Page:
Politics vs. academia

Today, however, it is the U.S. government that sets the tone of debate on Russia within the country. And a new government can change the direction of the discussion at any moment. However, the speakers of the roundtable don’t believe that the next U.S. president will bring much change to the dynamics of U.S.-Russia relations. Instead, domestic factors and external threats will inevitably influence the relationship.

One major problem that has an impact on Russian Studies and U.S.-Russia relations in general is the Ukrainian crisis, according to Petro. In fact, it revealed the dormant contradictions between the two countries and accelerated their schism. At the same time, it shed light on Russia’s foreign policy characteristics, with its concern over the unipolar dominance of the U.S., NATO expansion and, in general, Western institutions, which Moscow sees as anti-Russian in their nature.

No wonder, then, that anti-Americanism has become commonplace since the Ukrainian crisis, which also was the result of Russia’s assertive foreign policy. However, it doesn’t mean that Russia is anti-American as long as one talks about the American nation. Only when the U.S started to identify itself as an exceptional power did Russia’s foreign policy become “inherently anti-American,” said Petro.

Russia’s activities in Ukraine and Syria came as surprise because of the lack of understanding of Russia, according to another participant of the discussion, Daniel Satinsky, president of the Board of Directors of the U.S.-Russia Chamber of Commerce of New England.

There shouldn’t be a great deal of surprise about Russia’s foreign policy for those who carefully followed Russia’s concerns over the threat of global terrorism and the implications of the Arab Spring, as well as disturbances in the post-Soviet space. In reality, Russia’s policy was straightforward, consistent and explicit, said Satinsky.

Likewise, another participant of the roundtable, Sheila Puffer, professor at Northeastern University and a fellow at the Davis Center for Russian and Eurasian Studies at Harvard University, is not surprised by Russia’s moves abroad. She looks at the problem from an economic and business perspective. Putin’s aspiration to bring stability to Russia as well as his explicit course to re-nationalize many key industries reveals his ambition to boost his country’s global political heft.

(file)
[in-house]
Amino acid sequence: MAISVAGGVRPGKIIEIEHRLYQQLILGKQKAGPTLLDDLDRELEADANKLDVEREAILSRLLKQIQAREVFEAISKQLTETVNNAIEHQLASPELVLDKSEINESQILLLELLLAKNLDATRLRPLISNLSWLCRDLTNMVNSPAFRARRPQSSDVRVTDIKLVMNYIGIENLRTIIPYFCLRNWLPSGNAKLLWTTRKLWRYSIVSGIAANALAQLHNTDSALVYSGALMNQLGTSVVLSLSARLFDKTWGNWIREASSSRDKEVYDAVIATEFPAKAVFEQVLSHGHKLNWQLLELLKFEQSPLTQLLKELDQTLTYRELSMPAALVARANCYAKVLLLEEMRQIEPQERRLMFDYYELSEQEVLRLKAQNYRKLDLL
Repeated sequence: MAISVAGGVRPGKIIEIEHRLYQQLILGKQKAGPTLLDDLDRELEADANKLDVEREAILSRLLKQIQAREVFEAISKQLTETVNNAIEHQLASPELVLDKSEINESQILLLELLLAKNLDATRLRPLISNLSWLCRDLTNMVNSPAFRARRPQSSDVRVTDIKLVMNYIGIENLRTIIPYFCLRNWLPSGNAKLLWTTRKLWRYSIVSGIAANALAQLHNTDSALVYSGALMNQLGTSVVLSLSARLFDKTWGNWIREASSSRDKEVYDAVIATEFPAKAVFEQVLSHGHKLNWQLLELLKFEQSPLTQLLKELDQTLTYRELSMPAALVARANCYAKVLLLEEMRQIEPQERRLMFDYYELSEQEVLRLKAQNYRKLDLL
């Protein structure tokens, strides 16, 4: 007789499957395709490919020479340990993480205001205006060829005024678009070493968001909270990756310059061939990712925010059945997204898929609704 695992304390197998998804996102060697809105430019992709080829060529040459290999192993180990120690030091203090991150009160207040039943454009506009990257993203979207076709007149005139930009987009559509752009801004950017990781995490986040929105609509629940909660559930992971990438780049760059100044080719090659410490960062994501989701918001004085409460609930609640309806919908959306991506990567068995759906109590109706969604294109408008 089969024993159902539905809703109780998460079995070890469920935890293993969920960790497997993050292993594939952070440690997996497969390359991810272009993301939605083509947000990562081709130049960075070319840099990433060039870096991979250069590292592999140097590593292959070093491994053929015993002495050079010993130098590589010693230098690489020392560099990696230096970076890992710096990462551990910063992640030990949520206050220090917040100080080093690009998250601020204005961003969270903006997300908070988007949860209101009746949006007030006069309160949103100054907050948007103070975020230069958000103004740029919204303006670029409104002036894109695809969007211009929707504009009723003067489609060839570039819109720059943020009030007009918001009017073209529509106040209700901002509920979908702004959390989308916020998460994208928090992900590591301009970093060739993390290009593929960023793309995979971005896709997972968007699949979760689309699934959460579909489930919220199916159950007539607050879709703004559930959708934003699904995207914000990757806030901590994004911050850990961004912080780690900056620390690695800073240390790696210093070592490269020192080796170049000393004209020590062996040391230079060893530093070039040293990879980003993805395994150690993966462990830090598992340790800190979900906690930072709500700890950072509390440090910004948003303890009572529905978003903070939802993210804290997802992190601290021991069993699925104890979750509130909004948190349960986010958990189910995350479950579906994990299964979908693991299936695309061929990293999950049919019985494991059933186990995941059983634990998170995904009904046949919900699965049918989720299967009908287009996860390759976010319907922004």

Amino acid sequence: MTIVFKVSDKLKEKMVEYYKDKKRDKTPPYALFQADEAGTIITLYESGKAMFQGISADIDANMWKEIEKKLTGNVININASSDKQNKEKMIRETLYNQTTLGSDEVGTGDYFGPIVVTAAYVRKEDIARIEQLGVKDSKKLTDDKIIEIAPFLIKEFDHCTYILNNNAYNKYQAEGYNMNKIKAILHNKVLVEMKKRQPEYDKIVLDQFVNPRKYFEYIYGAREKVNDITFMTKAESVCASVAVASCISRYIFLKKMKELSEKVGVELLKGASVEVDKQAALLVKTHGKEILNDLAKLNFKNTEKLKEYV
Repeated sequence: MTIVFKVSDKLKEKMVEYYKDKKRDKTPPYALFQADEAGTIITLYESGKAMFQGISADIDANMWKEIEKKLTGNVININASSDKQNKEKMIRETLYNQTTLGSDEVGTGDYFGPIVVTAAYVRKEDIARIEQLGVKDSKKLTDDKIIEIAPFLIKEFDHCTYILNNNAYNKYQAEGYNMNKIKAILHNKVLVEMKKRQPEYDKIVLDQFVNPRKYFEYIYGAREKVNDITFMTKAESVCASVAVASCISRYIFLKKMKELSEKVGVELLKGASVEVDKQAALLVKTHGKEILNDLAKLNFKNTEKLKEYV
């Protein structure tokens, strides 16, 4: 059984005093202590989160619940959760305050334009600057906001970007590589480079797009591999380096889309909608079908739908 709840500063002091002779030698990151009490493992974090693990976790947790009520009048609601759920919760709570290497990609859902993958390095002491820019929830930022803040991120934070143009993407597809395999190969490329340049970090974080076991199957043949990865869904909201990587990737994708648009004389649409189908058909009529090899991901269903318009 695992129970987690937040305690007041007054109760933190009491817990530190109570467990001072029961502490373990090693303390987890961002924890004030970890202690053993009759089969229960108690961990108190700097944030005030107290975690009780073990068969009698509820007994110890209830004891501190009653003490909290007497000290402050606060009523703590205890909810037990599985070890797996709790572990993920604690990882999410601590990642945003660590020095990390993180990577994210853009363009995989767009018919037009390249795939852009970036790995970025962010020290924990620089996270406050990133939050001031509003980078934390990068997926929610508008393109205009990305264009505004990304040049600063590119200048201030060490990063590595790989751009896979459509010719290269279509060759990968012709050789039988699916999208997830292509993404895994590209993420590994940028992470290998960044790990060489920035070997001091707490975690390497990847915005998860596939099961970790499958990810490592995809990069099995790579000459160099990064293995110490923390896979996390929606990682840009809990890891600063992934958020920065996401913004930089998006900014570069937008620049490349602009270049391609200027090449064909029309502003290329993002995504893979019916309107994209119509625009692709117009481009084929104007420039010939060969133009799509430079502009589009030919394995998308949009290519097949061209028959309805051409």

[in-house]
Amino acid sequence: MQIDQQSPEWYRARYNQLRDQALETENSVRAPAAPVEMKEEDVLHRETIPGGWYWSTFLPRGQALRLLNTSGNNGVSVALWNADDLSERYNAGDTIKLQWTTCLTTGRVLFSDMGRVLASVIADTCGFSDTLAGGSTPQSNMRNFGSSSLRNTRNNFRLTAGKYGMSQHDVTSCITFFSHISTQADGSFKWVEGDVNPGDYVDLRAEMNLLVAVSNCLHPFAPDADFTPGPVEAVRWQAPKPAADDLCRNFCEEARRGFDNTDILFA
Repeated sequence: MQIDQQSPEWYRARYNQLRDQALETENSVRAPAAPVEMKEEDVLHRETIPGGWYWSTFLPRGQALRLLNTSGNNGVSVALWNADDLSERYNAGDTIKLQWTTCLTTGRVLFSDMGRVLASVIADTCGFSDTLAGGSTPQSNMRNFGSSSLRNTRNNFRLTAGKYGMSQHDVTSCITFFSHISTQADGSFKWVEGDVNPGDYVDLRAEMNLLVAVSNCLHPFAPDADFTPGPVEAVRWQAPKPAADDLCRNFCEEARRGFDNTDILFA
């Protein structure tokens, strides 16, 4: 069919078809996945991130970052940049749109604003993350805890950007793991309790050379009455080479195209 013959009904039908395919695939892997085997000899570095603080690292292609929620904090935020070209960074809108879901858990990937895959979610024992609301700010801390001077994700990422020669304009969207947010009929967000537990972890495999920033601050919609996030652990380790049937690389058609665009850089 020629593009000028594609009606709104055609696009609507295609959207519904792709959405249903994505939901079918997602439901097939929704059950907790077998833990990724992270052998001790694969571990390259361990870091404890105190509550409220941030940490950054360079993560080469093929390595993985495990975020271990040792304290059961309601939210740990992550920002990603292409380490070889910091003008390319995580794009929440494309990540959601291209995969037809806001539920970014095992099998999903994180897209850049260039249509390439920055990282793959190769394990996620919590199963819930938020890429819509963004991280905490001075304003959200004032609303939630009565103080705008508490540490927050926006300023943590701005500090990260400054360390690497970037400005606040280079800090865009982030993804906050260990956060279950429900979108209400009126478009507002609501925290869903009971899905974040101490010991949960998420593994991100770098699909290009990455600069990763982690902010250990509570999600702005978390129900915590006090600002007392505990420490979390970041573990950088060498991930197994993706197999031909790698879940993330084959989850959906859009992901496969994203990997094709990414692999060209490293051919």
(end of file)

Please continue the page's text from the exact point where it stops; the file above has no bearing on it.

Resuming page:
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According to Satinsky, the problem is that the West seems to be reluctant to see Russia as a country with its own national interests – “on its own terms.” In contrast, it is seen as an adversary, which affects Russian Studies programs in the U.S. and how this expertise is disseminated.

To buttress his statement, Satinsky gives an example, quoting a top U.S. military official and four-star general, Philip Breedlove, who has described Russia as an “existential threat” for the U.S. The problem of teaching Russian Studies in the U.S. is aggravated by the fact that Russia’s image is negative in the U.S.  By default, everything that Russia does is perceived in a very unfavorable way, be it Crimea’s incorporation or its Syrian campaign.

Any attempts to understand Russia’s motives were not “acceptable to discuss” in the mainstream media, said Satinsky. Those who call for a better understanding of Russia are labeled as “dupes” of Russian propaganda.

“We are still facing those limitations, which, maybe, go back to the Cold War [stereotypes]. Media finds those experts, who support these stereotypes,” he said.

Meanwhile, Victoria Zhuravleva, a professor who teaches U.S.-Russia relations at the Russian State University for the Humanities, argues that academia should be more rigorous in promoting the study of U.S.-Russia relations as a sort of soft power tool. However, she points out that, “The problem is bound up with the asymmetric role of academia in foreign policy making in Russia and in the United States.”

"The state power in Russia doesn’t need both a multifaceted knowledge about the U.S and a serious expertise of U.S. foreign policy actions,” she told Russia Direct. “At the same time, in the U.S., good academic and expert knowledge does not always translate into good policies.”

Carnegie Moscow Center’s Director Dmitri Trenin echoes her view. According to him, Russia’s political elites should “be far more sophisticated” and highly educated about the U.S.  According to him, this problem is aggravated by the fact that the Kremlin believes that it understands the U.S. well and, moreover, doesn’t “trust the expertise that comes outside the system,” either from academics or think tanks.

Watch Russia Direct's event: "Russia Expertise in American Foreign Policy: The Role of Russian Studies"